Now that Gen-Z or “Zoomers” have come of age, there has been some talk about their habits and how the church needs to adapt to reach them.

I was particularly intrigued by an article put out on the Carey Nieuwhof blog titled 7 Habits of Gen Z Your Church Might Be Ignoring. There are some things that this article gets right, but it’s also pointing to things that Millennials and even Gen-X were seeking. Instead of rehashing the article here, I want to touch on a strategy for reaching Gen-X, Millennials, and Gen-Z, but you can go check out the article yourself here: 7 Habits of Generation Z Your Church Might Be Ignoring –

Okay, so how do we actually tailor our use of digital channels to equally reach Gen-Z instead of chasing them away?

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First things first, Gen-Z isn’t all that radically different. A lot of their music, style, and films remind me of Gen-X staples… I mean, they’re even watching Top Gun in theaters right now and think boom boxes and roller skates are cool! 😉 Beyond that, they are looking for the same thing every generation of young people is looking for: meaning and purpose.

As digital natives, you won’t find them hiding in the back row of an old cathedral looking for it like Gen-X did in the 90’s and early 2000’s, but you will find them looking for answers of meaning, purpose, and belonging online. Of course, Millennials are also digital natives and most of Gen-X immigrated and lives there so the church needs to engage there as well.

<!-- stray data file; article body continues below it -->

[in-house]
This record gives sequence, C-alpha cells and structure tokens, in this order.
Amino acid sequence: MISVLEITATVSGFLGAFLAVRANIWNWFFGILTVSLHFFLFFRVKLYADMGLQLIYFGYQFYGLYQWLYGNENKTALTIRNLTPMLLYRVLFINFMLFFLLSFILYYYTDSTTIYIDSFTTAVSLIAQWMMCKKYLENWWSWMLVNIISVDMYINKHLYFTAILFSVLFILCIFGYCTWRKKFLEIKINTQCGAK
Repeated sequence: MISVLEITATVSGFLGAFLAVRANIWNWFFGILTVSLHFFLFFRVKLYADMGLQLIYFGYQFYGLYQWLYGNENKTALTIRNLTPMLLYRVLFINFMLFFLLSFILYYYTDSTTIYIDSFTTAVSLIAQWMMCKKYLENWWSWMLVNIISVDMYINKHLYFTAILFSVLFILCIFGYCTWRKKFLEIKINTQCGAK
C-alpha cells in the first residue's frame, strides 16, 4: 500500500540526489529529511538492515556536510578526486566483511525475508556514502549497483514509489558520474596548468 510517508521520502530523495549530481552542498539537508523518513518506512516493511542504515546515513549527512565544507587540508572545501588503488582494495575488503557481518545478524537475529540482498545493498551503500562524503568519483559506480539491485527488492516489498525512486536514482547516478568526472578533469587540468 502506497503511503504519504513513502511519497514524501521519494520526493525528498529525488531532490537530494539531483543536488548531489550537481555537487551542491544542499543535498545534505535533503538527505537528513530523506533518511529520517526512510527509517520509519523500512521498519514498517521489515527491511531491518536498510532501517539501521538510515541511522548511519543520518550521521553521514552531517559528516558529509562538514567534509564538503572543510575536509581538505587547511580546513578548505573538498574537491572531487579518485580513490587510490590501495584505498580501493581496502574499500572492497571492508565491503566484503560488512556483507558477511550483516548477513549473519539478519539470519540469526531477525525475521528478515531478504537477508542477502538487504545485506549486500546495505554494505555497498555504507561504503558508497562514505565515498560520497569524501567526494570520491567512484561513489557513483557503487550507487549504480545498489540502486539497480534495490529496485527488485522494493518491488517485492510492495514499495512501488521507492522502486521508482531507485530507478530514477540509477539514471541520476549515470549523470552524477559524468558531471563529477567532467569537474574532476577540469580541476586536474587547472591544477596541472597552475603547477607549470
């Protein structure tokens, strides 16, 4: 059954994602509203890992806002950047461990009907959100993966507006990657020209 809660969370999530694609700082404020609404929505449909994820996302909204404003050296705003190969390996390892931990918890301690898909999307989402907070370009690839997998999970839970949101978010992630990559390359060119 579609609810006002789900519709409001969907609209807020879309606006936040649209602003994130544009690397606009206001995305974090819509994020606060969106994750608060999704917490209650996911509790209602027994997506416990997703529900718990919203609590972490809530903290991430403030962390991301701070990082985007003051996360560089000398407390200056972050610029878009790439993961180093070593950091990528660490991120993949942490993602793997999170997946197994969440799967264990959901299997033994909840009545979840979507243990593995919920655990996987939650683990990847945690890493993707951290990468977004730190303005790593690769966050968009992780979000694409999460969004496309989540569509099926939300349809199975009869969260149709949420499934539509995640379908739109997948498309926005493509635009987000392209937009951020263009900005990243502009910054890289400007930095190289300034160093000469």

1. Choose your social media channels carefully

Gen-Z hang out mostly on TikTok and Snapchat but do frequent Instagram with the Millennials and younger Gen-Xer’s. They very infrequently go to Facebook, but you’ll find Millennials and Gen-X largely avoiding Facebook these days as well. This leaves YouTube as a common denominator and first place to focus. Instagram is a candidate for your second online presence; however, be mindful that Instagram is largely aspirational and doesn’t convey authenticity.

Pro-tip: send friend invites or follow the members of your congregation on your social channels. Too many churches make a habit of trying to get their congregation to follow an official church account, but pastors should go and friend them on both their personal and church account.

2. Understand the challenges of the digital native and address anxiety

Do you know what OnlyFans is? How about simping? What are incels and black-pills? What is “flexing?” If you don’t know and you haven’t put out content… on YouTube of course 😜… addressing these things then it’s time to start doing so and doing so frequently.

Similarly, the anxiety levels of the people you are trying to reach are through the roof! In particular it’s time to set politics aside and have real and open theological conversations about climate change and the role of Christians as caretaking image bearers of creation and the best path forward to allow for human flourishing. Avoid parroting what politicians say, what does Christian theology teach and how can the local church work together toward being true to the Christian calling on the topic?